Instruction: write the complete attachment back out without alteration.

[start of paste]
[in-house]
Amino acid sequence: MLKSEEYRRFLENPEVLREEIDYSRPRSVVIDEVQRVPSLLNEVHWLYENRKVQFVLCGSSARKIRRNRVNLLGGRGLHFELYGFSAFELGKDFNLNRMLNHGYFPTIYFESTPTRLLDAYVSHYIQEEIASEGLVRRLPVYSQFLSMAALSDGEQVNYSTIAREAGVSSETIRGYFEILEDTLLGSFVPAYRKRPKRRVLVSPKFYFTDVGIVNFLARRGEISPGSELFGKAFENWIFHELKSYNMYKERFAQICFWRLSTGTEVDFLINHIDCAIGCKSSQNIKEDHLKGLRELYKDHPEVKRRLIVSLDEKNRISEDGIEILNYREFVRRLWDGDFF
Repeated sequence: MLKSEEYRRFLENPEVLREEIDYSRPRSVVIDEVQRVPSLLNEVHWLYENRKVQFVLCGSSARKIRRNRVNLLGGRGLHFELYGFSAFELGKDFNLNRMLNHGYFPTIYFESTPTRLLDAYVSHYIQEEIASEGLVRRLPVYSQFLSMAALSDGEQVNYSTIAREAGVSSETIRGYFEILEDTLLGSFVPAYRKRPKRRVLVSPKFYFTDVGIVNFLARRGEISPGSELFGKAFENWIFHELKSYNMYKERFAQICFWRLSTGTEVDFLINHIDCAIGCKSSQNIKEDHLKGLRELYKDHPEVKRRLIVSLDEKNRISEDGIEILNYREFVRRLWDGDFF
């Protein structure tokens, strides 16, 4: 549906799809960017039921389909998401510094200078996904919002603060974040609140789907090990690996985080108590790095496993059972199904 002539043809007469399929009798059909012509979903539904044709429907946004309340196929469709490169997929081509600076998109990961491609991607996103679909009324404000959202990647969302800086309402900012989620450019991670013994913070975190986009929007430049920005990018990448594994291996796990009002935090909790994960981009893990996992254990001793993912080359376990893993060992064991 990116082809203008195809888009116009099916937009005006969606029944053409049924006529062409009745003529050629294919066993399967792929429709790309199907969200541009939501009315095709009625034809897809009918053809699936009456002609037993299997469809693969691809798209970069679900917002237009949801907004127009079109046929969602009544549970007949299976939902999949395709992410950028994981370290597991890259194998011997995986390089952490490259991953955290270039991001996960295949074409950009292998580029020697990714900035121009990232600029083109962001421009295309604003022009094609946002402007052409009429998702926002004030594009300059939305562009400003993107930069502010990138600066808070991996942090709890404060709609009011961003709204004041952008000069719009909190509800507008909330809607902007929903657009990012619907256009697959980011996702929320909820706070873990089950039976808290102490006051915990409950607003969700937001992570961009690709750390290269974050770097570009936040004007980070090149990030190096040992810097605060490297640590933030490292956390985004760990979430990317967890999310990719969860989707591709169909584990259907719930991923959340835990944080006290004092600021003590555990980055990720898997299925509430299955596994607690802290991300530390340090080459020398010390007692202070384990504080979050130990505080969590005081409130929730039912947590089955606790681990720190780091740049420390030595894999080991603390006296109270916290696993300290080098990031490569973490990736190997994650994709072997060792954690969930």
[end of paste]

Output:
[in-house]
Amino acid sequence: MLKSEEYRRFLENPEVLREEIDYSRPRSVVIDEVQRVPSLLNEVHWLYENRKVQFVLCGSSARKIRRNRVNLLGGRGLHFELYGFSAFELGKDFNLNRMLNHGYFPTIYFESTPTRLLDAYVSHYIQEEIASEGLVRRLPVYSQFLSMAALSDGEQVNYSTIAREAGVSSETIRGYFEILEDTLLGSFVPAYRKRPKRRVLVSPKFYFTDVGIVNFLARRGEISPGSELFGKAFENWIFHELKSYNMYKERFAQICFWRLSTGTEVDFLINHIDCAIGCKSSQNIKEDHLKGLRELYKDHPEVKRRLIVSLDEKNRISEDGIEILNYREFVRRLWDGDFF
Repeated sequence: MLKSEEYRRFLENPEVLREEIDYSRPRSVVIDEVQRVPSLLNEVHWLYENRKVQFVLCGSSARKIRRNRVNLLGGRGLHFELYGFSAFELGKDFNLNRMLNHGYFPTIYFESTPTRLLDAYVSHYIQEEIASEGLVRRLPVYSQFLSMAALSDGEQVNYSTIAREAGVSSETIRGYFEILEDTLLGSFVPAYRKRPKRRVLVSPKFYFTDVGIVNFLARRGEISPGSELFGKAFENWIFHELKSYNMYKERFAQICFWRLSTGTEVDFLINHIDCAIGCKSSQNIKEDHLKGLRELYKDHPEVKRRLIVSLDEKNRISEDGIEILNYREFVRRLWDGDFF
């Protein structure tokens, strides 16, 4: 549906799809960017039921389909998401510094200078996904919002603060974040609140789907090990690996985080108590790095496993059972199904 002539043809007469399929009798059909012509979903539904044709429907946004309340196929469709490169997929081509600076998109990961491609991607996103679909009324404000959202990647969302800086309402900012989620450019991670013994913070975190986009929007430049920005990018990448594994291996796990009002935090909790994960981009893990996992254990001793993912080359376990893993060992064991 990116082809203008195809888009116009099916937009005006969606029944053409049924006529062409009745003529050629294919066993399967792929429709790309199907969200541009939501009315095709009625034809897809009918053809699936009456002609037993299997469809693969691809798209970069679900917002237009949801907004127009079109046929969602009544549970007949299976939902999949395709992410950028994981370290597991890259194998011997995986390089952490490259991953955290270039991001996960295949074409950009292998580029020697990714900035121009990232600029083109962001421009295309604003022009094609946002402007052409009429998702926002004030594009300059939305562009400003993107930069502010990138600066808070991996942090709890404060709609009011961003709204004041952008000069719009909190509800507008909330809607902007929903657009990012619907256009697959980011996702929320909820706070873990089950039976808290102490006051915990409950607003969700937001992570961009690709750390290269974050770097570009936040004007980070090149990030190096040992810097605060490297640590933030490292956390985004760990979430990317967890999310990719969860989707591709169909584990259907719930991923959340835990944080006290004092600021003590555990980055990720898997299925509430299955596994607690802290991300530390340090080459020398010390007692202070384990504080979050130990505080969590005081409130929730039912947590089955606790681990720190780091740049420390030595894999080991603390006296109270916290696993300290080098990031490569973490990736190997994650994709072997060792954690969930």